Death sets Sail – Robin Stevens

Standard

Penguin Australia

  • September 2020
  • ISBN: 9780241419809
  • Imprint: Puffin
  • RRP: $16.99

All good things must come to an end – even great things must – and I foresee there will be gnashing of teeth amongst my readers who are so dedicated to this series as they realise this is the final chapter. Robin Stevens has turned detective/murder mystery fiction into a best-selling and thoroughly exciting adventure for readers from around middle primary to secondary. Her two star detectives, the irrepressible Daisy Wells and the slightly awkward Hazel Wong, have become the darlings of their readership and rightly so.

The books are full of lively personalities, creative thinkers and assured self-confident young people and while I’m quite sure that none of my readers would actually like to be involved in a murder investigation, they would love to test out their sleuthing skills.

This final novel in the ten part series pays homage to Stevens’ inspiration, the great Agatha Christie, taking the Detective Society girls along with the Junior Pinkertons to Egypt for a cruise on the Nile. Each part takes its title from Christie novels which is a lovely nod to the Queen of Crime and the whole intentionally has the same feel and atmosphere of Death on the Nile.

Hazel and Daisy are off to Egypt as the guests of their friend Amina El Maghrabi and Hazel’s long-suffering father decides to join them with her little sisters, Rose and May. Of course, Hazel manages to have the Junior Pinkertons, Alexander and George, coincidentally in the right place at the right time as well. The jolly party does not, however, reckon on the inclusion of a particularly nasty group called Breath of Life, pretentious and dangerous foolish adults who believe they are the reincarnations of Egyptian pharoahs. When the head of this outwardly genteel, but inwardly scurrilous group, the odious Theodora, is found brutally murdered it’s time for the Detective Society to leap into action. Could this be the work of an innocent and put-upon sleepwalking daughter or was it the act of a calculating and cold mind?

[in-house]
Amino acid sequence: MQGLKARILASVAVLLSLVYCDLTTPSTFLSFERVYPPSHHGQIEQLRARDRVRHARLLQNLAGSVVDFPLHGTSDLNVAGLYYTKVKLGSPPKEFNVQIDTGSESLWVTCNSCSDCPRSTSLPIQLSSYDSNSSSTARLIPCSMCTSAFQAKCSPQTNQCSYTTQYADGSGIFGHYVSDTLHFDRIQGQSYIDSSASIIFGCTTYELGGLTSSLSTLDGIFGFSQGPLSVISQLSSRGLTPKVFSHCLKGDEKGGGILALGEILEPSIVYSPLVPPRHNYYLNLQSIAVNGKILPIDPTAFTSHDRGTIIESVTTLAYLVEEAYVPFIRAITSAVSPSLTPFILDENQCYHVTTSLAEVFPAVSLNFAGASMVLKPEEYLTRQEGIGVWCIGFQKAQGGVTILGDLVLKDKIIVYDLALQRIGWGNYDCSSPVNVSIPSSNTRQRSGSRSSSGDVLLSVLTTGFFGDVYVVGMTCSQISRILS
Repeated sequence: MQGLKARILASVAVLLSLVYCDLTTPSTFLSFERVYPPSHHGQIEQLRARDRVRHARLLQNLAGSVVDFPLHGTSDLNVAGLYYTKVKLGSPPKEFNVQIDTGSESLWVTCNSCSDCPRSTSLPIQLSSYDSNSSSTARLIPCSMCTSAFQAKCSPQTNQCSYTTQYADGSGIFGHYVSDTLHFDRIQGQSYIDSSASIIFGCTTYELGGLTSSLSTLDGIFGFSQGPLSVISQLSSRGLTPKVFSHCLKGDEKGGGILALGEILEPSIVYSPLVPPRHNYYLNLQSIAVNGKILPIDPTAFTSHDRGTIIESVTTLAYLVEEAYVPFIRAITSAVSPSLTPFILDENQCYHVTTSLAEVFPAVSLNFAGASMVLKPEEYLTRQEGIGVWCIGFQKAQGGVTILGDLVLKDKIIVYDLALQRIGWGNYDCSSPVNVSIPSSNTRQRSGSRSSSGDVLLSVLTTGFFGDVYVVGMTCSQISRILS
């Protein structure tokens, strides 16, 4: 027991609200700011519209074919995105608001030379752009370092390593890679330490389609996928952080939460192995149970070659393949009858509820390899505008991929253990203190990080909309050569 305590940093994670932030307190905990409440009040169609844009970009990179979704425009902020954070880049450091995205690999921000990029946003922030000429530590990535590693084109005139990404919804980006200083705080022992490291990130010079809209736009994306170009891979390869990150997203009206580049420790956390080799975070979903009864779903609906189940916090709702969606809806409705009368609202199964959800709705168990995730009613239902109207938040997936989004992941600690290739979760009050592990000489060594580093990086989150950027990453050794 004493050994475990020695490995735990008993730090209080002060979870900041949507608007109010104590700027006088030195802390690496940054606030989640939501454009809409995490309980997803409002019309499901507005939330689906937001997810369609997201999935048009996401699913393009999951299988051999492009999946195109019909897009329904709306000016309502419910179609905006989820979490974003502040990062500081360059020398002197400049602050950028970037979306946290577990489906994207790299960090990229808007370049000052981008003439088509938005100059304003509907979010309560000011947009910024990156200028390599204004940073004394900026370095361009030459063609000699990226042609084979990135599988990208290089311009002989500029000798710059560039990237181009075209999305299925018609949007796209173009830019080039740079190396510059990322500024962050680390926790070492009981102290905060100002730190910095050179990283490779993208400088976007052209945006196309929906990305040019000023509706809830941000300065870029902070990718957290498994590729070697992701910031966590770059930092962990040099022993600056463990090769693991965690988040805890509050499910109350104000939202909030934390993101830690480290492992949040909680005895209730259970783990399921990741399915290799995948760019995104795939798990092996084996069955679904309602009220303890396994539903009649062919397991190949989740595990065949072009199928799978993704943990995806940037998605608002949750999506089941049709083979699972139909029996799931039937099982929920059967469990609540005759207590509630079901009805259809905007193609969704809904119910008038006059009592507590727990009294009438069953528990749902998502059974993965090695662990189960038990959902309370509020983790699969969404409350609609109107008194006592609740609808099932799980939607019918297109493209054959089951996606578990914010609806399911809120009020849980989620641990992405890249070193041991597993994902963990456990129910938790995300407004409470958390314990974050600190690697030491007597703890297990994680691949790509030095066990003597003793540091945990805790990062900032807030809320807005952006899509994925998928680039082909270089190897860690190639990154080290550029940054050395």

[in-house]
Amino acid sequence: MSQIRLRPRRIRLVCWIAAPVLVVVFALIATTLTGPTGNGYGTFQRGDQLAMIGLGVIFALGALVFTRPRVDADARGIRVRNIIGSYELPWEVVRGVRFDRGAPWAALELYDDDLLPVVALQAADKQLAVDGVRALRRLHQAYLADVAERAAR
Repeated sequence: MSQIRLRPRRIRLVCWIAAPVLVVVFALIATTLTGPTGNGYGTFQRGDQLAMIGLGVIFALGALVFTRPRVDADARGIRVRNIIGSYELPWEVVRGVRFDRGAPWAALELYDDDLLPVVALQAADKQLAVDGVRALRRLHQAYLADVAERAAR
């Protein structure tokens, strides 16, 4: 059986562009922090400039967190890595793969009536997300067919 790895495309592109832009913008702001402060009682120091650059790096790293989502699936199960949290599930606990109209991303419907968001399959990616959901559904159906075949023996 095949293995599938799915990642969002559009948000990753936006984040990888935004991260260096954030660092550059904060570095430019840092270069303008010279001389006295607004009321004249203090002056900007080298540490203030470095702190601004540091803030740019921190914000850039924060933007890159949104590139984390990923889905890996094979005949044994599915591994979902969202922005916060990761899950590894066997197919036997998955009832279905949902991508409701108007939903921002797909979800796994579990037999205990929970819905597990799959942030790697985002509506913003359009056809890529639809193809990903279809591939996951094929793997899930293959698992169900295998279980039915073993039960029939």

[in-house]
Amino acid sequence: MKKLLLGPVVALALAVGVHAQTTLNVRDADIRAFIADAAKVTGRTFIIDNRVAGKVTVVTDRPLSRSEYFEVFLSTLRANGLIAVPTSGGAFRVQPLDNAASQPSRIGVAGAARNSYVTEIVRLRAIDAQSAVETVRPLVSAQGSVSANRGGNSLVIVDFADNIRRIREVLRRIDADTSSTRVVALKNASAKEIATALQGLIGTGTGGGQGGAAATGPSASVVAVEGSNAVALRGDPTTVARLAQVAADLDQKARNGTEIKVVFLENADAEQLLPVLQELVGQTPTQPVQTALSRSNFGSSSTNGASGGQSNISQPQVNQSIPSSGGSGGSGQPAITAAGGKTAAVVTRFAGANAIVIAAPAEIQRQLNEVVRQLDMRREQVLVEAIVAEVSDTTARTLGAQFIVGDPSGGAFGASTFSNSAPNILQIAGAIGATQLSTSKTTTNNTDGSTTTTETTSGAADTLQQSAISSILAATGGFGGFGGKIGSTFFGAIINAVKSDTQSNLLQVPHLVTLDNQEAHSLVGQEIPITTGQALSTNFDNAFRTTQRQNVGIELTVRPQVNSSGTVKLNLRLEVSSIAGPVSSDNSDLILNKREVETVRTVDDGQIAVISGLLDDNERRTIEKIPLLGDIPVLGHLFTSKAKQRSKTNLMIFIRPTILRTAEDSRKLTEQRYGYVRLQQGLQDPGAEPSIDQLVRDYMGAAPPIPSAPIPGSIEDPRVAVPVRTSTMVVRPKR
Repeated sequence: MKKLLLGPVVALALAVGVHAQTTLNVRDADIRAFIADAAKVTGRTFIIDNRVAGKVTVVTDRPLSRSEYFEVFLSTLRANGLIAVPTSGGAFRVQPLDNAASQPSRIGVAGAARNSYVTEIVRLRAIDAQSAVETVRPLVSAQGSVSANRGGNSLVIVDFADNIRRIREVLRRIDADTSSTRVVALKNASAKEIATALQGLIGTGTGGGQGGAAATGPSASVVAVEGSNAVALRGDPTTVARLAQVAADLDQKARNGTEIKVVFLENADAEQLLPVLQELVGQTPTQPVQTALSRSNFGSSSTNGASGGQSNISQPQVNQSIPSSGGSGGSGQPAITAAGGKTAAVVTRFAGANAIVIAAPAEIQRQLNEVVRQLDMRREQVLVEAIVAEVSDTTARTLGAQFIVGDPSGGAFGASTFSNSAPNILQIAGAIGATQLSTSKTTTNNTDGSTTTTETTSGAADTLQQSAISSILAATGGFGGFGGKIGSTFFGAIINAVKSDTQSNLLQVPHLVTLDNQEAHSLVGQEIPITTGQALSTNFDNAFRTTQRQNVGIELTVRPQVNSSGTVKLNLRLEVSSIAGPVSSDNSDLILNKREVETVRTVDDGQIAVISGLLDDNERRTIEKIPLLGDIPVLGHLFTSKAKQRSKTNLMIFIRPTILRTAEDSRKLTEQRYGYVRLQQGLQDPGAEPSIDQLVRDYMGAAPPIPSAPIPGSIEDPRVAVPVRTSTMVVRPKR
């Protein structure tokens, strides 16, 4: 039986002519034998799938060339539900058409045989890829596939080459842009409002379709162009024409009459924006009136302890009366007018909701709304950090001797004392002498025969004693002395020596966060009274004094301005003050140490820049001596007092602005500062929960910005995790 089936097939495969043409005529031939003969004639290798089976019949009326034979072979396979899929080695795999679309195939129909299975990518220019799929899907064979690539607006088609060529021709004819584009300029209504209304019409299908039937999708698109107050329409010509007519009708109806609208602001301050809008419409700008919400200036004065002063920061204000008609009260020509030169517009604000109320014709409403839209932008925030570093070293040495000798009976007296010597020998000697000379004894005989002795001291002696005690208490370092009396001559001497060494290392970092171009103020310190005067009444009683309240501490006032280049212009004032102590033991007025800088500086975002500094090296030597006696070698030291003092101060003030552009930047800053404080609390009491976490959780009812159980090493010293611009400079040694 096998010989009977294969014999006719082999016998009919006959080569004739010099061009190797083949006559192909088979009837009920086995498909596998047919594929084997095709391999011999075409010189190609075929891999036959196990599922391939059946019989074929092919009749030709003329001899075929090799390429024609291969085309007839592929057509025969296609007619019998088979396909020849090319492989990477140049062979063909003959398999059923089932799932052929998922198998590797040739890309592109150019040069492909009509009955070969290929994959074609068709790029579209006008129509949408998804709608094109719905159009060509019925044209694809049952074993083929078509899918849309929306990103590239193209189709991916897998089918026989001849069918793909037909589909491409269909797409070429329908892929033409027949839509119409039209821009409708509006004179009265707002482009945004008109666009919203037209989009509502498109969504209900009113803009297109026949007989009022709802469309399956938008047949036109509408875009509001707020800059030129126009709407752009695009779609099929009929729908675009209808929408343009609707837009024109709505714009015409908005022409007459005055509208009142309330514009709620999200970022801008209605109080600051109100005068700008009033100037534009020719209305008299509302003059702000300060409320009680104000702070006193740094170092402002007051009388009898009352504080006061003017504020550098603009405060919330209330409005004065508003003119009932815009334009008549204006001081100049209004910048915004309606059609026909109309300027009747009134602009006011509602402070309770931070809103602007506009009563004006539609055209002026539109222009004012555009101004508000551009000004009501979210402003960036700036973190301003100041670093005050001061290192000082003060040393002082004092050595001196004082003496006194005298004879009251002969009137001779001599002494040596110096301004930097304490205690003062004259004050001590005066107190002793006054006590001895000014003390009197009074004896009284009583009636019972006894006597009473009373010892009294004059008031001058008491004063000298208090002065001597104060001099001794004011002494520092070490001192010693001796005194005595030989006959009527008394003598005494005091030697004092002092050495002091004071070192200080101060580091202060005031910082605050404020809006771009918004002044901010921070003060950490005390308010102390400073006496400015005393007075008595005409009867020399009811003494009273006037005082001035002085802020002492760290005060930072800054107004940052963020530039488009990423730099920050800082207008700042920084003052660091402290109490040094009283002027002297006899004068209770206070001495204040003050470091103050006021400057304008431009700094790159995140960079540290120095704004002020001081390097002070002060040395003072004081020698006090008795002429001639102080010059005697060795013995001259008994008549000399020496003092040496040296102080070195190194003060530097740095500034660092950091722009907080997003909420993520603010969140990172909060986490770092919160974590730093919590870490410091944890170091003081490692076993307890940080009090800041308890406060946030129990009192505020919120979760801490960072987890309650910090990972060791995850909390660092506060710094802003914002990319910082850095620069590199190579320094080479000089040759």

With as many twists and turns as previous adventures, readers will be wildly trying to match the wits of Daisy and Hazel, along with their able assistants, as first one then another passenger comes under suspicion.

It would be unfair for me to spoil the most shocking revelation so I won’t but suffice to say, there will be howls of outrage and despair, which fortunately will be mollified.

The book concludes with some interesting factual information about Ancient Egypt and – praise the reading gods! – the teaser of a new forthcoming series. Never fear readers – you have not heard the last of Daisy and Hazel!!

Amongst my keen beans there is no need for recommendation for this highly entertaining series but if you have not yet picked up on it for your mob, do yourself and them a favour and put it on your orders list.

Highly recommended for readers from around ten years upwards.

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